A closer look at the BIR’s name-and-shame campaign
The BIR serves it’s latest volley in its name-and-shame campaign. This time, it targets lawyers—Makati lawyers, specifically—implying that their tax-avoiding ways are a burden to the country.
Before anything else, let me get this out of the way: a lot of lawyers in private practice are most probably not paying the correct taxes. But that is true for most independent service professionals in this beloved country of ours. The only sector of society that you can count upon to be paying the correct taxes is the employees, whose salary is held hostage to the prior withholding of taxes due.
Having gotten that off my chest, let’s proceed to the BIR’s latest creative masterpiece.
The ad leads with the a controversial statement: “[O]nly 53.7% of all taxpayer lawyers in Makati filed their income tax returns.”
We need to break down this statement though to understand 1) what the BIR is trying to say, and 2) what the statement really means.
First of all, the ad is disingenuous. The fact is that non-filing of an income tax return is not equivalent to non-payment of taxes. Since lawyers are covered by the expanded withholding tax system of the Tax Code, income taxes arising from their professional fees are already withheld from the payments they receive from their clients. This means that the taxes have been paid, whether or not the lawyer actually files an income tax return.
Based on the footnote, the ad defines the term “taxpayer lawyers” as “[L]awyer taxpayers who have filed BIR Form 1701 or Annual Income Tax Return for Self-Employed Individuals, Estates, and Trusts for return period 2012.” In the case of lawyers, who are those required to file BIR Form 1701? They are lawyers who are engaged in trade, business or practice of profession and those lawyers who, in addition to practicing their profession, receive a salary as well (meaning those with more than one source of income). This eliminates lawyers who work as employees and law firm associates and those who are members of a partnership of lawyers. This leaves us with lawyers who are in solo private practice.
The ad next mentions 840 as the total number of lawyer taxpayers registered in BIR Makati Revenue Region. Again, the footnote explains who they are: “Taxpayers registered with PSC 7411 (Legal Activities) in BIR Makati Revenue Region which covers RDOs 44 (Taguig Pateros), 47 (East Makati), 48 (West Makati), 49 (North Makati), 50 (South Makati), 51 (Pasay City), 52 (Paranaque), 53A (Las Pinas City), and 53B (Muntinlupa City).”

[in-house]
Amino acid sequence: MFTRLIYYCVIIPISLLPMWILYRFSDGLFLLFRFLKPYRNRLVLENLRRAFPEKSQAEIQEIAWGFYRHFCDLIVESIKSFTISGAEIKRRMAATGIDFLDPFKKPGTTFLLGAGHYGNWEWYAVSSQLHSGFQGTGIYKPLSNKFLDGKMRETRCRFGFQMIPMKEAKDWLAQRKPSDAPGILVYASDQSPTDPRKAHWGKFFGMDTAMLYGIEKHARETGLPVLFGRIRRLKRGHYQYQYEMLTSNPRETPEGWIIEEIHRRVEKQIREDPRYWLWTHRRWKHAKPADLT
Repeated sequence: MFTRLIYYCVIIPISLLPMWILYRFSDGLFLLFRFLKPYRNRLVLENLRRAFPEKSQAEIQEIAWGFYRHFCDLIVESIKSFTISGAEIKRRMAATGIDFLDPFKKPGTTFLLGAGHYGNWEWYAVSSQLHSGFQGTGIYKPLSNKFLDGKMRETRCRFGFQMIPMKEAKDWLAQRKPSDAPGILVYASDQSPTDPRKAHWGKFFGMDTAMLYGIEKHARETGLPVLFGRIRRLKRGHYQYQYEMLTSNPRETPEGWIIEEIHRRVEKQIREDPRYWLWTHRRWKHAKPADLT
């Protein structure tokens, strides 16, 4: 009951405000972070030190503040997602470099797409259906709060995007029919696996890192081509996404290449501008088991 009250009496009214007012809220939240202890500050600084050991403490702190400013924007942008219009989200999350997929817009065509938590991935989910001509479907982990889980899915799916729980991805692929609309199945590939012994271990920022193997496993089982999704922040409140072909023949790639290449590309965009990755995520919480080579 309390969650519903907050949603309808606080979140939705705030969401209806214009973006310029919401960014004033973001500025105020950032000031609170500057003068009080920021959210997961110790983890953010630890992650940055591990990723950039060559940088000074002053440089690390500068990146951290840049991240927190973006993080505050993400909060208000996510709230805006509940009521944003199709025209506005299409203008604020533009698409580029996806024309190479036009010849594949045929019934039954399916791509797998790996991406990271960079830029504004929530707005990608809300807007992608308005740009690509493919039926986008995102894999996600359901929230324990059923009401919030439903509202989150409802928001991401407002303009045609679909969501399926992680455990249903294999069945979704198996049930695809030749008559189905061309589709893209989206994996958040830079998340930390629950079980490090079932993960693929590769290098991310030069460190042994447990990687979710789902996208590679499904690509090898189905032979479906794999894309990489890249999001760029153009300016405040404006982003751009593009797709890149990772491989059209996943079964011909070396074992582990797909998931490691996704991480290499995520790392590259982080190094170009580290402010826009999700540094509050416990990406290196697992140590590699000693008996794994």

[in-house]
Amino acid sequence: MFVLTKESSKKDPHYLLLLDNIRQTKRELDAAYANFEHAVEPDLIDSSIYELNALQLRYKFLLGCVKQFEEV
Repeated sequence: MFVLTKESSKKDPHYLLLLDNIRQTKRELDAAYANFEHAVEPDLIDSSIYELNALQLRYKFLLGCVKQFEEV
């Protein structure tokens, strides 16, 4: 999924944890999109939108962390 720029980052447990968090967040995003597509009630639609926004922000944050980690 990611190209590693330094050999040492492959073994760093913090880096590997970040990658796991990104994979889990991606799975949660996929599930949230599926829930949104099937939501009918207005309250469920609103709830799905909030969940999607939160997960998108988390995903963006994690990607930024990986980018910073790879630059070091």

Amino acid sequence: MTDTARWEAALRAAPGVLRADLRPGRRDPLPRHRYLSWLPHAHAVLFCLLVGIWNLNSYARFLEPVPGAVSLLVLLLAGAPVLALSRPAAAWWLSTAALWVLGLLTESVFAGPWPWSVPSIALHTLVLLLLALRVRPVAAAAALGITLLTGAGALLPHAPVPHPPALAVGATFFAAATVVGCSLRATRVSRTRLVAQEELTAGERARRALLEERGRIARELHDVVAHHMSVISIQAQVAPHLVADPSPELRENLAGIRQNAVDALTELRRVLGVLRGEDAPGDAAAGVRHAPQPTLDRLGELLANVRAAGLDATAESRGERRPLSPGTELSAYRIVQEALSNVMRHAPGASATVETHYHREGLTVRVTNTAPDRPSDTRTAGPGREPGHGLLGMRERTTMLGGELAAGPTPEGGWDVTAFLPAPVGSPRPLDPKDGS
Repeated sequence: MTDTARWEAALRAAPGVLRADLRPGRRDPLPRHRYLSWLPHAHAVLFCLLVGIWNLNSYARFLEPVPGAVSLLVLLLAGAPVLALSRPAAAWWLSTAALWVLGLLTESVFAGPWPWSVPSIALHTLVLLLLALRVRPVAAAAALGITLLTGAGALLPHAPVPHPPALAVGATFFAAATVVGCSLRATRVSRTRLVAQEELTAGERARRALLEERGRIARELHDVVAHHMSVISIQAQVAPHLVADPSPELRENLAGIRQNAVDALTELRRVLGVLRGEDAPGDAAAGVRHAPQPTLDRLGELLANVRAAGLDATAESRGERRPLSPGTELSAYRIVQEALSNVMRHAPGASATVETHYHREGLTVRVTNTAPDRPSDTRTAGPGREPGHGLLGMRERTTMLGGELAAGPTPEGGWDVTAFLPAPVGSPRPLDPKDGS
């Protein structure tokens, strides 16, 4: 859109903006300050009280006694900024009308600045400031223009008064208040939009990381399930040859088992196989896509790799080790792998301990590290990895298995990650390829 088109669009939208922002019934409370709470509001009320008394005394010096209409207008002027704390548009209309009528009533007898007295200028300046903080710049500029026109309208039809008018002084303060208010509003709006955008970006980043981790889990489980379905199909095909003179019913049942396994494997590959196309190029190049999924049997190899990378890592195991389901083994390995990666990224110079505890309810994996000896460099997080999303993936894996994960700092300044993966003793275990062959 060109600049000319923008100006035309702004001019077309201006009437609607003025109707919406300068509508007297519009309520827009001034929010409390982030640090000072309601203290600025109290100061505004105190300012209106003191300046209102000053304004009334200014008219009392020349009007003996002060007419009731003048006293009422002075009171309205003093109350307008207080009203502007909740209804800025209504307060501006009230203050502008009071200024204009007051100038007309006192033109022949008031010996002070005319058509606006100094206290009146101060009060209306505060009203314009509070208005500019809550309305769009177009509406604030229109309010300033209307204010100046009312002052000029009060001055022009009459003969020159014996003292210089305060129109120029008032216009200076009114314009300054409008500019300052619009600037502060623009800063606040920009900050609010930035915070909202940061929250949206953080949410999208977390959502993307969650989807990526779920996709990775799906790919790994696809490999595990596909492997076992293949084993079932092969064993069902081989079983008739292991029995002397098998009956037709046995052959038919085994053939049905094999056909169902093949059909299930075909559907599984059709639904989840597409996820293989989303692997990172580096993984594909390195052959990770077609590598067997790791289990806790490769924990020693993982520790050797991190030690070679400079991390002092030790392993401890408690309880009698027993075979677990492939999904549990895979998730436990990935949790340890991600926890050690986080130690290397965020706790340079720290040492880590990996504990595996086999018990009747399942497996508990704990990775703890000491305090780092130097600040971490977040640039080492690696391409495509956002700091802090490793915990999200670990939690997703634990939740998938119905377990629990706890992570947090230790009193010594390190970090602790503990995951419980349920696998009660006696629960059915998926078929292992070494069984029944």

The explanation shows that the total is not limited to Makati lawyers but actually includes those from other cities that fall under the Makati revenue region. And yet, the ad goes on to mention that 451 is the number of Makati lawyers who filed their income tax returns in 2012. So which is it? Is the ad referring to registered lawyers under the Makati revenue region or just those lawyers registered in Makati? The ad does not make this clear.
For all we know, all Makati lawyer taxpayers actually number 451, which would bring the percentage of Makati lawyers who filed their income tax returns to 100%.
The BIR attempts its own version of the coup de grace with its comparison of the 2012 income tax due as declared by “a certain lawyer in Makati” versus the income taxes withheld by a public school teacher for the same year. The implication is quite sinister and you could probably not be faulted for concluding that the Makati lawyer cheats on his income tax return.
You could be wrong though.
The BIR is comparing apples to oranges. Note that with respect to the Makati lawyer, the ad uses “tax due” while it cites the “income tax withheld” on the part of the teacher. These are not the same. The “tax due” is the amount still to be paid by the taxpayer after taking into account his gross income and deducting the expenses he has incurred in practicing his profession and the taxes that have already been withheld from him during the year by his clients. Thus, it can happen that the Makati lawyer has a low “tax due” since the income taxes were already deducted from the payments he received. What the ad should have shown instead is the “income tax withheld” from Makati lawyer so that we can get a more accurate picture of whether Makati lawyer cheated on his income taxes.
Makati lawyer pays other taxes aside from income tax. Makati lawyer may be required to pay value-added taxes or percentage taxes, depending on the amount of gross professional fees he receives within a 12-month period.
The Tax Code entitles Makati lawyer to claim deductions from his income that are different from the deductions enjoyed by the public school teacher. Thus, Makati lawyer may, within limits, deduct expenses such as restaurant bills from meeting with clients, gas and transportation expenses, cellphone bills, office supplies, and other ordinary and necessary business expenses from his income. You can imagine that these things may add up and result in significantly reducing the amount of income tax that Makati lawyer has to pay. Unfortunately, this is a privilege that is not available to the public school teacher. Applying the deductions does not make Makati lawyer a cheat because the Tax Code allows him to do so.
So you see, while Makati lawyer may have a tax due of just P2,975, it does not necessarily mean that a) he is a cheat, and b) that amount is all he paid.
I agree that when you don’t pay your taxes, you are a burden to those who do. But it is a bigger burden to society when government—who should know better—deliberately obfuscates issues. This is a teachable moment that the BIR unfortunately squanders. The BIR is building up and exploiting the people’s fear of the taxman when the better approach is to make the tax system coherent and taxpayer-friendly.